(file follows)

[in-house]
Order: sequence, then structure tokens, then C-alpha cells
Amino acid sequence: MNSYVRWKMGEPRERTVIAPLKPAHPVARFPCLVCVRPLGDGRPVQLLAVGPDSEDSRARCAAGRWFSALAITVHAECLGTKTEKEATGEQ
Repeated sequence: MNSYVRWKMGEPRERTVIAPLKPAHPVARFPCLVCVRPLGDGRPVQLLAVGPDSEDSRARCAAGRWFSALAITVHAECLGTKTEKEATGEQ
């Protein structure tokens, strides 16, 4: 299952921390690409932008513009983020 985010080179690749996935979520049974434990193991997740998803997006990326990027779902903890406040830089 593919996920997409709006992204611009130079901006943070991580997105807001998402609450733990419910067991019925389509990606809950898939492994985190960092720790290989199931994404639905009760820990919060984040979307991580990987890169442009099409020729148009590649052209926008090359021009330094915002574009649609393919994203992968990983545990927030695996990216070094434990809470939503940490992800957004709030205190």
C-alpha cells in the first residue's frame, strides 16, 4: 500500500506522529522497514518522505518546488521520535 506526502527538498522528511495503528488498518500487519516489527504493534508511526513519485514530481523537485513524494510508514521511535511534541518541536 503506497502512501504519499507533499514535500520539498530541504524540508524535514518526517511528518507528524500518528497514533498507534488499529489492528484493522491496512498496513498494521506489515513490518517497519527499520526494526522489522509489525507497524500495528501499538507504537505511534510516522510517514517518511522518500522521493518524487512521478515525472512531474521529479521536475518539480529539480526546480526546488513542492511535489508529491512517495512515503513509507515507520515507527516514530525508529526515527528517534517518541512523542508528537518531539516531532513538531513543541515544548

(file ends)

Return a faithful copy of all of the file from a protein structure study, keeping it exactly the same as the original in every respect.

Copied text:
[in-house]
Order: sequence, then structure tokens, then C-alpha cells
Amino acid sequence: MNSYVRWKMGEPRERTVIAPLKPAHPVARFPCLVCVRPLGDGRPVQLLAVGPDSEDSRARCAAGRWFSALAITVHAECLGTKTEKEATGEQ
Repeated sequence: MNSYVRWKMGEPRERTVIAPLKPAHPVARFPCLVCVRPLGDGRPVQLLAVGPDSEDSRARCAAGRWFSALAITVHAECLGTKTEKEATGEQ
């Protein structure tokens, strides 16, 4: 299952921390690409932008513009983020 985010080179690749996935979520049974434990193991997740998803997006990326990027779902903890406040830089 593919996920997409709006992204611009130079901006943070991580997105807001998402609450733990419910067991019925389509990606809950898939492994985190960092720790290989199931994404639905009760820990919060984040979307991580990987890169442009099409020729148009590649052209926008090359021009330094915002574009649609393919994203992968990983545990927030695996990216070094434990809470939503940490992800957004709030205190």
C-alpha cells in the first residue's frame, strides 16, 4: 500500500506522529522497514518522505518546488521520535 506526502527538498522528511495503528488498518500487519516489527504493534508511526513519485514530481523537485513524494510508514521511535511534541518541536 503506497502512501504519499507533499514535500520539498530541504524540508524535514518526517511528518507528524500518528497514533498507534488499529489492528484493522491496512498496513498494521506489515513490518517497519527499520526494526522489522509489525507497524500495528501499538507504537505511534510516522510517514517518511522518500522521493518524487512521478515525472512531474521529479521536475518539480529539480526546480526546488513542492511535489508529491512517495512515503513509507515507520515507527516514530525508529526515527528517534517518541512523542508528537518531539516531532513538531513543541515544548